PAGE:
Written by Media

Search Engines in Film

wile-e-coyote-acme-products-catalog

In the Road Runner cartoons, Wily E Coyote often needed to buy various bits of equipment and products to try to stop said Road Runner. Invariably those anvils et al, were supplied by the Acme Corporation, a fictional company with a curious catalogue of products. It was always fun seeing what Acme was producing next. But we all knew it was a fictional company, and that was part of the gag.

Now I know that films and television do a terrible job of representing things that nearly everyone viewing knows about on a day to day basis. People sat at computers don’t use the mouse or trackpad on film because that’s not as exciting as someone beavering away on a keyboard.

When characters get sent text messages (at least until Sherlock changed all that), we saw curious screens with MASSIVE LETTERING that didn’t look any text messages or phones any of us had ever experienced.

Newspaper headlines often, but not always, appear on fake newspapers. However, even when they appear on real ones, they are particularly expository in tone – clearly written by someone who’s never been near a newsroom and has no idea how to write a headline.

The list goes on.

But if there’s something today that annoys me more most, it’s the fake search engine.

The drama you’re watching requires a character to do some research, perhaps look up another person. They naturally hit the internet. They open up a laptop (usually a real, branded laptop), and do an online search. On a fake website.

They don’t use Google. They don’t even use Bing.

Someone has had to create a fake search engine, that’s not already a real domain, and then make it look a little like Google, but not very much.

Why do they do this?

It’s incredibly distracting for the audience, because the entire watching audience has used Google. So by not using Google, you’ve drawn our attention out of the story and into wondering why the character is using AcmeSearchEngine.com or whatever.

Put it this way. The phone the character is using is probably an Apple or a Samsung. We know that because we can see the logo. If the producers made a fake handset and put, ooh, a “Banana” logo on it, we’d think they were going mad.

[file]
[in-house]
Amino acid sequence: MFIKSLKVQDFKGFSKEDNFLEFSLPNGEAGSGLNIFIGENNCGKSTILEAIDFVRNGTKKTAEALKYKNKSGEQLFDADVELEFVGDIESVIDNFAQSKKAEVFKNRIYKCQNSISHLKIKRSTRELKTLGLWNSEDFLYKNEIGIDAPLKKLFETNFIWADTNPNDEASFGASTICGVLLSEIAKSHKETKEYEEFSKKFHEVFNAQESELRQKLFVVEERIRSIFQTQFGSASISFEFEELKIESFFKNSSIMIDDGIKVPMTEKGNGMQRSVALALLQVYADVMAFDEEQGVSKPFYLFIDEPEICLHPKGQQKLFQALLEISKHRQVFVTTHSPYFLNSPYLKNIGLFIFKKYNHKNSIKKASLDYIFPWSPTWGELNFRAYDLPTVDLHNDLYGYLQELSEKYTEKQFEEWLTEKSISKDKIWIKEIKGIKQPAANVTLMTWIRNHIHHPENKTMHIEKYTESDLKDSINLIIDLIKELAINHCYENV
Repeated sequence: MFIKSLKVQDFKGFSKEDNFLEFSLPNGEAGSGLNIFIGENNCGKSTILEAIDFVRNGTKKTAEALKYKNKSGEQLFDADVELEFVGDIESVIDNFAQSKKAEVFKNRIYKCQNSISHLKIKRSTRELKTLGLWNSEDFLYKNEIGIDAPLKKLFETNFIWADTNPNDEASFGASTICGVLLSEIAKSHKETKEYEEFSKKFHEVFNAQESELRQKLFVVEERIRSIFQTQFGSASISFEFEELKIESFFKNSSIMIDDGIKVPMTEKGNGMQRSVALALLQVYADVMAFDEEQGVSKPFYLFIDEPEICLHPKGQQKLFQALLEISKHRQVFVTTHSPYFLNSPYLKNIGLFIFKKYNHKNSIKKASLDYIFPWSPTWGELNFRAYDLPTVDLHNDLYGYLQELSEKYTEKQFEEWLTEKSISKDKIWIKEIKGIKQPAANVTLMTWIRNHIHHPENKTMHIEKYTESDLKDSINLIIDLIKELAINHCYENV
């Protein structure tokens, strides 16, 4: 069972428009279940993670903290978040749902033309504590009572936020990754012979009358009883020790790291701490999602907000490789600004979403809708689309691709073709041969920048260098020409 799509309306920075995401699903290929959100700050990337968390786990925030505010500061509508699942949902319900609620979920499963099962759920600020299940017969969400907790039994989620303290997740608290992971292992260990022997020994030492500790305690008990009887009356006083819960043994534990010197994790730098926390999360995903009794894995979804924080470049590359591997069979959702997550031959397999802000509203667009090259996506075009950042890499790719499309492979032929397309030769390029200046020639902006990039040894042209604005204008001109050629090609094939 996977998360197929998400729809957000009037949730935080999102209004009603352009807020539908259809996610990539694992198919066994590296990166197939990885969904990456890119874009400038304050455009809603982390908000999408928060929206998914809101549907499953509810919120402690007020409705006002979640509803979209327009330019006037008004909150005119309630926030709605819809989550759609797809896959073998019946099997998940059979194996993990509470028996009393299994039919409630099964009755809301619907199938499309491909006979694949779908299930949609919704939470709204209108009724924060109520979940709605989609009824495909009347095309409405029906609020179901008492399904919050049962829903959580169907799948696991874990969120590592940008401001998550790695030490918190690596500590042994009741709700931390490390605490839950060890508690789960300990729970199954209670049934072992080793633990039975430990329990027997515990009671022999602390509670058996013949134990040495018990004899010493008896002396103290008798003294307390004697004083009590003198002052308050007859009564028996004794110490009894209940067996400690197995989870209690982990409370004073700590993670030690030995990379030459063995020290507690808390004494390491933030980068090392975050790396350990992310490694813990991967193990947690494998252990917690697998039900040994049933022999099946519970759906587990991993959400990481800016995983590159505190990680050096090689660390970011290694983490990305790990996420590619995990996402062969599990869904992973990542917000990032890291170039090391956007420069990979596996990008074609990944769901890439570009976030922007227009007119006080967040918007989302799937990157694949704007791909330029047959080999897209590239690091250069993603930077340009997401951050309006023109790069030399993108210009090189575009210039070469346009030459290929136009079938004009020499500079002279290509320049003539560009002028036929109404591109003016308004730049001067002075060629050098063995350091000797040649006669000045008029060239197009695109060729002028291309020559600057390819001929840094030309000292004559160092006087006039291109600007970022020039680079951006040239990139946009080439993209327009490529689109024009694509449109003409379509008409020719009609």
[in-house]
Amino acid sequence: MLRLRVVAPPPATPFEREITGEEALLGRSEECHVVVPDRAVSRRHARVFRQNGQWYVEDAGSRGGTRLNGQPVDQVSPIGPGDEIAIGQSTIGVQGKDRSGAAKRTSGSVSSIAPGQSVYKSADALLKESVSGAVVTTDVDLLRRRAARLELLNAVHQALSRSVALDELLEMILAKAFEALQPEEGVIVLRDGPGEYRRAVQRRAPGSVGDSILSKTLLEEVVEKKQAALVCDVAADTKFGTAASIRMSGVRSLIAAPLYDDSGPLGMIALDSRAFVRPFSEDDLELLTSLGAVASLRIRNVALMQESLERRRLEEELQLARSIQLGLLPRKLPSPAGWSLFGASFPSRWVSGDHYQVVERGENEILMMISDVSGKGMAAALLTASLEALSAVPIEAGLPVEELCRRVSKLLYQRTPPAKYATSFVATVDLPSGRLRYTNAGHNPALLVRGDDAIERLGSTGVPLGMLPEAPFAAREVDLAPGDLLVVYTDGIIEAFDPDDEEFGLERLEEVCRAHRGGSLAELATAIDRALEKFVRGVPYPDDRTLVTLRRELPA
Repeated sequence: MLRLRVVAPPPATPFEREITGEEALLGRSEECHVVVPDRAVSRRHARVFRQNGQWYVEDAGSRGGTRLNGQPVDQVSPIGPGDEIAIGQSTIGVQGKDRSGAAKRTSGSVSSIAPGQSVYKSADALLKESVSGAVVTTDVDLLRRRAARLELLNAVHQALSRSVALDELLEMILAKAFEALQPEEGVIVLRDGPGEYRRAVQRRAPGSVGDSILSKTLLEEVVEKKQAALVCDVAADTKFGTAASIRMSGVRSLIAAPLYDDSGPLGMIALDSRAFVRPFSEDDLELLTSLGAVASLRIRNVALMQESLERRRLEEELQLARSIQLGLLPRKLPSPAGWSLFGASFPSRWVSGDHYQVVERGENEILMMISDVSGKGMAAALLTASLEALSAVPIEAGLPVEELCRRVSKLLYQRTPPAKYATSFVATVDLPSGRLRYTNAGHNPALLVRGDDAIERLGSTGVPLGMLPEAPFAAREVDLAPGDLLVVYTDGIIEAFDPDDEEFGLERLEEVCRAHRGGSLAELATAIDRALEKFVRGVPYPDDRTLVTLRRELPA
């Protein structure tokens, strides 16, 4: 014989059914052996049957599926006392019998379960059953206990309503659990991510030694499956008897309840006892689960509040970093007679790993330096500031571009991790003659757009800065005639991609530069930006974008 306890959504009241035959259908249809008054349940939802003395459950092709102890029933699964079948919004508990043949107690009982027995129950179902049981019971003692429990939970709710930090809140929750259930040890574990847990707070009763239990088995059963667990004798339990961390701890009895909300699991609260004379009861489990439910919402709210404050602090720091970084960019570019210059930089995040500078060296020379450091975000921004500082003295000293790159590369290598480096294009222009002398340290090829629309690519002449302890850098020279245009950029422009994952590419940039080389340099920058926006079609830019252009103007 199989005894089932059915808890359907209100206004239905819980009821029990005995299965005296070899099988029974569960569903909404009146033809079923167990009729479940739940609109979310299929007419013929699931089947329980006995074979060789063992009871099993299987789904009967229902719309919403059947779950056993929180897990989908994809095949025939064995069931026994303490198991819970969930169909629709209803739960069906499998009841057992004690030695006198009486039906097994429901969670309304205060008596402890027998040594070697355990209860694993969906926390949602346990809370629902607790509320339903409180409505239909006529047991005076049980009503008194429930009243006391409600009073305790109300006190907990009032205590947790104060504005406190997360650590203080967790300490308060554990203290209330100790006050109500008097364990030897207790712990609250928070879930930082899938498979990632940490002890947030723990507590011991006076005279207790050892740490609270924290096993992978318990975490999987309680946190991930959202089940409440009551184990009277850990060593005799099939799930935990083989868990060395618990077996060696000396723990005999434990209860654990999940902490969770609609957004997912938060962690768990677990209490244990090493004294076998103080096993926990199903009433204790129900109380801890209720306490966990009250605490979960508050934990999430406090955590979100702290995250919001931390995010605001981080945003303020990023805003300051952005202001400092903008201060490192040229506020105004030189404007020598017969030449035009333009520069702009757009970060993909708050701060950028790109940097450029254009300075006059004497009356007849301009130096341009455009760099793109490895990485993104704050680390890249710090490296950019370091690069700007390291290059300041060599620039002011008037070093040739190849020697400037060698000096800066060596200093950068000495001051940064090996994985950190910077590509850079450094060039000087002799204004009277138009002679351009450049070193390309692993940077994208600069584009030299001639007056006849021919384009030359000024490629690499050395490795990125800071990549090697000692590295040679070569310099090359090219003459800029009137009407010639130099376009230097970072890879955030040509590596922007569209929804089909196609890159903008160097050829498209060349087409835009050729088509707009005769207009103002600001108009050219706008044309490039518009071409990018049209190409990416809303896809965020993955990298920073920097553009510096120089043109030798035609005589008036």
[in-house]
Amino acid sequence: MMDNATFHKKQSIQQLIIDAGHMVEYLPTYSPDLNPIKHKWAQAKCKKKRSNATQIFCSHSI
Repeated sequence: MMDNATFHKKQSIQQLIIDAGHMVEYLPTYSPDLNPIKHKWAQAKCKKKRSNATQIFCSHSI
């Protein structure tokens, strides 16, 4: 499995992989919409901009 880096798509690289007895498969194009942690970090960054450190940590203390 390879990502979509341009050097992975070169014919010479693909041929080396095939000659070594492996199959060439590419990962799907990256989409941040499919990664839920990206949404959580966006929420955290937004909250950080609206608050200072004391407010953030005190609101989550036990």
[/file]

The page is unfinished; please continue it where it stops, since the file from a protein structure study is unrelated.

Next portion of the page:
Similarly, everyone drives real cars. Real, branded, cars. They’re Fords, or Audis, or Range Rovers or whatever. Nobody goes out and designs a totally different car for their character to drive, because if they did, we’d all be sitting there saying, “What on earth is that car they’re driving?”

I realise there’s a whole host of dramas that won’t even use real operating systems. I’m not talking about SF, where it’s understandable, but productions set in the present day. They’re not using Windows, and they’re not using OSX. They’re not even using Linux. Some graphic designer has mocked up a bunch of screens and they’re using that. And we’re all sitting there thinking: “That’s not like an computer I’ve ever used.”

So why do filmmakers use fake search engines?

Probably the main reason is explained on this, now slightly old BBC site:

Products, Logos & Brand Names

All products, logos, brand names and trademarks that are featured prominently in your film need to be cleared for use by the manufacturers or businesses concerned. It’s often worth getting someone you know/your art department to create fictional brands instead to avoid the hassle. If you do use real products find out who to talk to at the manufacturers via the press office. Some of the clearances can be done in pre-production, (if you have an art department they should have an idea of which products they want to use), but there will always be new products that come up on a daily basis. If the product, logo, brand name or trademark is non-distinctive in the background, you most likely (but not definitely) do not need permission to film it. For instance, if you are filming an exterior street scene and the BMW car logo happens to be in a showroom behind the action and no reference is made to BMW as a company, then you are likely not to need their permission. As a general rule though, you should avoid filming or referring to any product, logo, brand name and trademark that shows a company or its product in a detrimental way. This is essential as many companies that own the rights or trademark in brands, logos and names will have the money to pursue infringement actions against you, and may follow a strict policy of taking action against infringers to protect their brand.